History does spiral. The same themes come up over and over again, reminding us of where we were but like the difference between a spiral and a circle never precisely replicating where we were.

In 1896, 41 years after the Civil War ended, the Supreme Court upheld the right of states to have "separate but equal" laws in the case of Plessy v. Fergusen. In the years following, more and more Jim Crow laws were enacted (the Louisiana law that Plessy challenged appears to be the first law referred to as a Jim Crow law) and more and more Confederate monuments and memorials went up. In fact, the large majority went up during this time period - it's not even close.

It was not another Civil War - history did not repeat itself - but the Supreme Court sent a message that discrimination was OK. That was not their intent. The majority opinion was that all people really should be treated equal. They just thought that we could have separate facilities, in this case railroad cars, and those facilities could really be equal. But that wasn't what your everyday ordinary racist heard. Monuments went up and there was a spike in lynchings. People were given permission by the government to be racists.

I heard President Trump with my own ears say that racism is not OK in his first statement about Charlottesville. But that's not what white nationalists heard. Both David Duke and Richard Spencer thanked Trump for his words. What they heard, regardless of Trump's intent, was permission to be racist. When we allow monuments to the Confederacy to remain up we do the same thing. We give an implicit message that we are OK with the racism represented in the monuments. And remember the timing of when those monuments went up is strong evidence that the motivation was racial - they came at the same time as the racist Jim Crow laws, not after the war in honor of the fallen.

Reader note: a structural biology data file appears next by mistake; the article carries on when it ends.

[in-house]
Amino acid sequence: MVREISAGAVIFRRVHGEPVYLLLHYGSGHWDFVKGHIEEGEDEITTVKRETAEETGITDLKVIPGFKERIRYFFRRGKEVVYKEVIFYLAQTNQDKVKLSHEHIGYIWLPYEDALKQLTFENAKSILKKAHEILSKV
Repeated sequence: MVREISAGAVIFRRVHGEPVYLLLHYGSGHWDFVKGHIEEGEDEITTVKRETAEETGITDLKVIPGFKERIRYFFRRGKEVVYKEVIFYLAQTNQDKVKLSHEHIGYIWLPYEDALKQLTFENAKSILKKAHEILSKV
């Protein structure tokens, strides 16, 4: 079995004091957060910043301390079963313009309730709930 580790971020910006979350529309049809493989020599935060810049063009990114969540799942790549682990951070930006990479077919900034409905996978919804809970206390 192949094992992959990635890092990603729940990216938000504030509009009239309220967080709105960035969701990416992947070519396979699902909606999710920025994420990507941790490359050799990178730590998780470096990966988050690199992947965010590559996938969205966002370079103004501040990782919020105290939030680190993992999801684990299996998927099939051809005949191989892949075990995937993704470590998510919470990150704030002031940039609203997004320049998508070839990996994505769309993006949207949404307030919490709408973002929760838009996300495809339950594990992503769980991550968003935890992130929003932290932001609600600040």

On the other hand...

In 1954 the Supreme Court in Brown v. Board of Education ruled that separate cannot be equal. It was not another Civil War - history did not repeat itself - but we can see the spiral. Civil unrest, protests, racism raised its head again, and we had another spike in monument construction. Once again, the monuments were built because of racism. But this time the racism came out as a result of the courts ruling against inequality. In other words, when racists felt vindicated monuments went up and when racists felt threatened monuments went up.